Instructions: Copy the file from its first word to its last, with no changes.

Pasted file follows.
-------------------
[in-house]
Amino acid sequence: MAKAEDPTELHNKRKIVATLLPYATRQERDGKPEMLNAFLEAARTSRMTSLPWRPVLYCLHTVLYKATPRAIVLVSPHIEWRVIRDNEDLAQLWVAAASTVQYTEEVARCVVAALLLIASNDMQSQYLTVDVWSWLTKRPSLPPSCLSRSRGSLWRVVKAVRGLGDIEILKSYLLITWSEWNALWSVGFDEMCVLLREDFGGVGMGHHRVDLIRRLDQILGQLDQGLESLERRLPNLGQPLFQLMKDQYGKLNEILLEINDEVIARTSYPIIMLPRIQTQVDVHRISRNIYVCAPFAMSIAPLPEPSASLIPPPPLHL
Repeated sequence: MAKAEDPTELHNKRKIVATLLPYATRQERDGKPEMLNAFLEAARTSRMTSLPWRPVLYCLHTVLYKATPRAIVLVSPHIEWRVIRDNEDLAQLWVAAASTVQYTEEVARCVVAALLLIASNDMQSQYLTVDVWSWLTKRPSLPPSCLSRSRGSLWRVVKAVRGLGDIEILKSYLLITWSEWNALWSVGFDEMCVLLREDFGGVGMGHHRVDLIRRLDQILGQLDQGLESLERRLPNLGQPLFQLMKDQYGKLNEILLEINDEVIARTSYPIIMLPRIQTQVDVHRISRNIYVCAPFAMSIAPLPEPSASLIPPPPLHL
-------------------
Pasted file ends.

[in-house]
Amino acid sequence: MAKAEDPTELHNKRKIVATLLPYATRQERDGKPEMLNAFLEAARTSRMTSLPWRPVLYCLHTVLYKATPRAIVLVSPHIEWRVIRDNEDLAQLWVAAASTVQYTEEVARCVVAALLLIASNDMQSQYLTVDVWSWLTKRPSLPPSCLSRSRGSLWRVVKAVRGLGDIEILKSYLLITWSEWNALWSVGFDEMCVLLREDFGGVGMGHHRVDLIRRLDQILGQLDQGLESLERRLPNLGQPLFQLMKDQYGKLNEILLEINDEVIARTSYPIIMLPRIQTQVDVHRISRNIYVCAPFAMSIAPLPEPSASLIPPPPLHL
Repeated sequence: MAKAEDPTELHNKRKIVATLLPYATRQERDGKPEMLNAFLEAARTSRMTSLPWRPVLYCLHTVLYKATPRAIVLVSPHIEWRVIRDNEDLAQLWVAAASTVQYTEEVARCVVAALLLIASNDMQSQYLTVDVWSWLTKRPSLPPSCLSRSRGSLWRVVKAVRGLGDIEILKSYLLITWSEWNALWSVGFDEMCVLLREDFGGVGMGHHRVDLIRRLDQILGQLDQGLESLERRLPNLGQPLFQLMKDQYGKLNEILLEINDEVIARTSYPIIMLPRIQTQVDVHRISRNIYVCAPFAMSIAPLPEPSASLIPPPPLHL